Controversy: Colorblind Teaching

Colorblind teaching “prescribes ignoring or downplaying differences between ethnic and cultural groups. The colorblind approach is supposed to lead to greater equality and inclusion (Apfelbaum, Pauker, Sommers, & Ambady, 2010)” (Hachfeld et al., 2015). However, we believe that this approach does not help students and teachers should instead adopt a multicultural approach. In a study conducted, it was found that “multicultural beliefs were positively and significantly related to participants’ self-efficacy and enthusiasm for teaching immigrant students, participants’ integrative career motives, and their reported willingness to adapt their teaching”, while “the more strongly participants endorsed colorblind beliefs the less they reported being willing to adapt their teaching to the specific needs of immigrant students and culturally diverse classes” (Hachfeld et al., 2015).

“Teachers often have a desire to “not see color” and are hesitant to acknowledge race for fear of seeming racist or stereotyping students” (Byrd, 2016). Sometimes, teachers who implement colorblind teaching don’t necessarily have bad intentions, they may just be afraid of the consequences of their words and actions. While it may seem harmless to be colorblind, it is oftentimes more harmful for not only the students, but the teacher as well. By being colorblind, it ignores and erases some of the most valuable qualities that students hold. It diminishes a huge part of many students’ identities and it leaves students thinking that their race and culture are not significant to others.

Educators should make an effort to at the very least recognize race and culture in their classroom, and not just at a surface level. Many teachers use the “tourist approach”, which they may not even be aware of, but this approach essentially looks at culture through some of its basic characteristics like food or holidays. From one of the case studies, for classroom activities, “It appears that many teachers believe learning about ethnic holidays or food provides students enough awareness about different cultures, possibly ignoring other important aspects of those cultures (Bates & Lin, 2014, pp. 32).” The tourist approach is a good start to learning more about a culture, however, it’s more beneficial to teach past that. It also disregards other significant parts of a culture such as its history, people, traditions, beliefs, and values. According to Jackson, Lake & Lin, and Riehl, implementing a non-tourist approach looks like “assessing that cultural and ethnic materials and activities accurately portray the values or feelings of the group; ensuring that stories and books, especially fictional books, include ethnic and cultural characters that are considered strong, moral, good, and wise; eliminating any ethnic and cultural materials that communicate racist concepts, phrases, or words; and using only factual information that is historically correct” (as cited in Bates & Lin, 2014, pp. 30).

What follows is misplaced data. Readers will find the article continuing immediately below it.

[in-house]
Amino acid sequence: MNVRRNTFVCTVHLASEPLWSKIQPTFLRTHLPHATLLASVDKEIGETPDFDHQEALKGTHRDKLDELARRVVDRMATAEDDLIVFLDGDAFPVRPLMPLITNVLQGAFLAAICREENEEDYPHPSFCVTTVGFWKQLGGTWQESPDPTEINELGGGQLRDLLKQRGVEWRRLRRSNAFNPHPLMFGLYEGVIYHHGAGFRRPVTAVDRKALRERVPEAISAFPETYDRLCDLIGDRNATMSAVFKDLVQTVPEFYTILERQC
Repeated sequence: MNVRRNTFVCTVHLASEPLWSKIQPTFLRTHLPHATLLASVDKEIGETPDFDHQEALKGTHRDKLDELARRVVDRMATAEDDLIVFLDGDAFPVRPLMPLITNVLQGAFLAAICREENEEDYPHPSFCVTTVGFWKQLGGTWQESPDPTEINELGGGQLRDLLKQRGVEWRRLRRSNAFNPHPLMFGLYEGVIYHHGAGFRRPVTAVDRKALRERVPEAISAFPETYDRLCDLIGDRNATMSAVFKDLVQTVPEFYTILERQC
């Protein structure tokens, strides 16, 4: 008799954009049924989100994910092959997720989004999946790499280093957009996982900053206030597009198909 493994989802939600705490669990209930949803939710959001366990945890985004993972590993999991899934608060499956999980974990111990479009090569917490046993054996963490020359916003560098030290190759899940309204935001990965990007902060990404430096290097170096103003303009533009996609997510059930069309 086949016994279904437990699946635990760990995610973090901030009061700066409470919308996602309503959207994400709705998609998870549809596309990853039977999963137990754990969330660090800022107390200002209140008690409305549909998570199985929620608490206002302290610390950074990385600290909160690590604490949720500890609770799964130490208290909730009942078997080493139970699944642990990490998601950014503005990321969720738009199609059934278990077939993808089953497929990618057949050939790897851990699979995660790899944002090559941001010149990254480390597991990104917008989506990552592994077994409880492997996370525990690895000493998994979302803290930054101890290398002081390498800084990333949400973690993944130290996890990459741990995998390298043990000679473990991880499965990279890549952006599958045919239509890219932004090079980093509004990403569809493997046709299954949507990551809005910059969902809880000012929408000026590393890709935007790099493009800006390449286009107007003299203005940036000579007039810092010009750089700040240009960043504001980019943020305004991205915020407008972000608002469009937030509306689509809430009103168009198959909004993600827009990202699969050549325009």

Below is a Ted Talk given by Mellody Hobson about the importance of not being color blind, and instead, being what she calls, color brave. While this video is not education-specific, it is still a good resource to watch!